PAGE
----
Mud slides, flash floods and rising waters are proving to be a deadly combination in the mountains near Acapulco, Mexico, where dozens of people have died in recent days as a tropical storm-turned hurricane pummels the area.
The storm, Manuel, "was a Category 1 hurricane nearing Mexico's coast early Thursday and [was] expected to produce 75 mph winds and between 5 and 10 inches of rain over the state of Sinaloa," The Associated Press reports.
The wire service adds that:
Federal officials raised the death toll from Manuel from 60 to 80 on Wednesday. They said they were not yet declaring that 58 people missing in the village of La Pintada several hours north of Acapulco, were dead. But, it appeared unlikely that they had survived.
Meanwhile, Mexico's Gulf Coast is struggling to recover from the damage done in recent days by Hurricane Ingrid — with another storm on the way.
On Morning Edition, AP reporter Michael Weissenstein reported from Acapulco that the resort has been cut off because highways to and from the area have been "completely smashed." About 30,000 people — mostly tourists — are "desperate and angry" as they wait to leave on the two flights an hour that are taking off from Acapulco, Weissenstein said.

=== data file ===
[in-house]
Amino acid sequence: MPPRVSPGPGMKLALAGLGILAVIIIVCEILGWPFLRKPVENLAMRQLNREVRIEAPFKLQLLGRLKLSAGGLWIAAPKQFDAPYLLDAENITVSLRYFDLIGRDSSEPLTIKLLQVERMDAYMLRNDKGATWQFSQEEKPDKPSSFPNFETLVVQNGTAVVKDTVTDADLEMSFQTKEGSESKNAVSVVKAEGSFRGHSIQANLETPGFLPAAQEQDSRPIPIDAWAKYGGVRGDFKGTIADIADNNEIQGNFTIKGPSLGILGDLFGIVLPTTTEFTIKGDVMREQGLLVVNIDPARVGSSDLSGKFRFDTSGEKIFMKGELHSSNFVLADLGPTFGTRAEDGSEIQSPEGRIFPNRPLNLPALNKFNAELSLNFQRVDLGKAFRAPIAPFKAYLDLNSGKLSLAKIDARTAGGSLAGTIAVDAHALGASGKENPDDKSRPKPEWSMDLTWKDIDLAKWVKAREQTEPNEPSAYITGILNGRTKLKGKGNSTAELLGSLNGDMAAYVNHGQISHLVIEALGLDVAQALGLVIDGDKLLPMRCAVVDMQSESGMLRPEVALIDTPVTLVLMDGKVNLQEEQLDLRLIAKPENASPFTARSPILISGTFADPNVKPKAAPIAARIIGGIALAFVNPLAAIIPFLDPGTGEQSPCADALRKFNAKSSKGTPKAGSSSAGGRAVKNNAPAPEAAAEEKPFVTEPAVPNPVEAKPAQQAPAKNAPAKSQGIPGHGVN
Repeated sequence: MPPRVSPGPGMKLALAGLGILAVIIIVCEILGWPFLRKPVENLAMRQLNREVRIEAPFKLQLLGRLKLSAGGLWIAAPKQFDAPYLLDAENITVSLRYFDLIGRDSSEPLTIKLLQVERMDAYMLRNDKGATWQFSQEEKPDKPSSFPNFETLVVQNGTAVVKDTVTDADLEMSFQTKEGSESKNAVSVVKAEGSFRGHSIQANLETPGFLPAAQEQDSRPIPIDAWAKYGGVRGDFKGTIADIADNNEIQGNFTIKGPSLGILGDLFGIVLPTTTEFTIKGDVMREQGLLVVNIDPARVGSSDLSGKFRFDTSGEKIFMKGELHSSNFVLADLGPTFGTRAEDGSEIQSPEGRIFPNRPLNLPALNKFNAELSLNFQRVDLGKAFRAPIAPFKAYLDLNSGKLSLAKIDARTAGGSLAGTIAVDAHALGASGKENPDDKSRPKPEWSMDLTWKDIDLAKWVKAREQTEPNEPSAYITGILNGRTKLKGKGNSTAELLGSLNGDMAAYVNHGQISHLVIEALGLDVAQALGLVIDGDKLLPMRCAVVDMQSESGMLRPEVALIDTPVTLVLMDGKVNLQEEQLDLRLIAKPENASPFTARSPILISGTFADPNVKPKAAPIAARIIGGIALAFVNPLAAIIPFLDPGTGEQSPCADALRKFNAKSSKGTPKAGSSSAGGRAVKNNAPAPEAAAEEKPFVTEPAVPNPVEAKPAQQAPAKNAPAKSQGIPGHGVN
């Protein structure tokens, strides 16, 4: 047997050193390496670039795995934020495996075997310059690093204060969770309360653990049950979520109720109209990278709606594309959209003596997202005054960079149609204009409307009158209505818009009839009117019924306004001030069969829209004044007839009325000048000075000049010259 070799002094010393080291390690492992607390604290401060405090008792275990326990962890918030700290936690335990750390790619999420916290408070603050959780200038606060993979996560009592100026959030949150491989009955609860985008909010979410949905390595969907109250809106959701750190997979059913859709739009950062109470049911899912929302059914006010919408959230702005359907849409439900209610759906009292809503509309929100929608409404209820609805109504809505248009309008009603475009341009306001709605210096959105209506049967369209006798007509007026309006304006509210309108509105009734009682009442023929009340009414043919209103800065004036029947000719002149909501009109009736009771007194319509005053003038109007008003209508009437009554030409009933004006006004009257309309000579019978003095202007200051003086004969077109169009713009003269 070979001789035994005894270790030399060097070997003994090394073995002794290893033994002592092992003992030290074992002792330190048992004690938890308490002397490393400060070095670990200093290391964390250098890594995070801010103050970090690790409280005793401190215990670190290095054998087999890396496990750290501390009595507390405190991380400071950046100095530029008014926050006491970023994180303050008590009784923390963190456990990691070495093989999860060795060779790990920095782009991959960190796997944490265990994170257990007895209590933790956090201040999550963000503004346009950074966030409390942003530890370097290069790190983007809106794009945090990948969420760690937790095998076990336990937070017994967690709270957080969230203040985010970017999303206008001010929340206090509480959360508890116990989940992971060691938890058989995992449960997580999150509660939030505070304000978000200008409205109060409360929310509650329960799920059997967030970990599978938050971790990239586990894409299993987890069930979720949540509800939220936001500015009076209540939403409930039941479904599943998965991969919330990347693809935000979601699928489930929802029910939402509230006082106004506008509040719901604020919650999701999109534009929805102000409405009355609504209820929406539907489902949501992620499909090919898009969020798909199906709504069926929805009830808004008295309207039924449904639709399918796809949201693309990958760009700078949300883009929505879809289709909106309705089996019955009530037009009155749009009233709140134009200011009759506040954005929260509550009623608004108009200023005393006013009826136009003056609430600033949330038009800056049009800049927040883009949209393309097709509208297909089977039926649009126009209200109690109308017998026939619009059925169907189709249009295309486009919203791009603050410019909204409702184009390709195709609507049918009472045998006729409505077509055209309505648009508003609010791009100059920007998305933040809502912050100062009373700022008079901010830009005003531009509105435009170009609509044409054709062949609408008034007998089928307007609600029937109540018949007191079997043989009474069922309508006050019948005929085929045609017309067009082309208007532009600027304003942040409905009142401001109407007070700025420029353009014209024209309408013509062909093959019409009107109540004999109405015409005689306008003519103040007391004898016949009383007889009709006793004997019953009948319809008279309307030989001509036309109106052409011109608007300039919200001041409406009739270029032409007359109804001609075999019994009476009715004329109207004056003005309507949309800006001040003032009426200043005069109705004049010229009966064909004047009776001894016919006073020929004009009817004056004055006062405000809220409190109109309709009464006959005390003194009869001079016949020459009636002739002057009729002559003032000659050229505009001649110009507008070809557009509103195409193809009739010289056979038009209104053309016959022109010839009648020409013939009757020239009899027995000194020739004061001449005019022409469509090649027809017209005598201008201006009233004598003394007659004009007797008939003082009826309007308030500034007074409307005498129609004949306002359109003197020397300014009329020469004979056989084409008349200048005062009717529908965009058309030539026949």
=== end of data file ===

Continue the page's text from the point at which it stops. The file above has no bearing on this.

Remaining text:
Reuters writes that looting broke out in the resort on Wednesday: "Stores were ransacked by looters who carried off everything from televisions to Christmas decorations after floodwaters wreaked havoc in the Pacific port, which has experienced some of the worst storm damage to hit Mexico in years."
This "raw video" that AP posted on Wednesday gives some sense of the scope of the disaster.
Copyright 2013 NPR. To see more, visit http://www.npr.org/.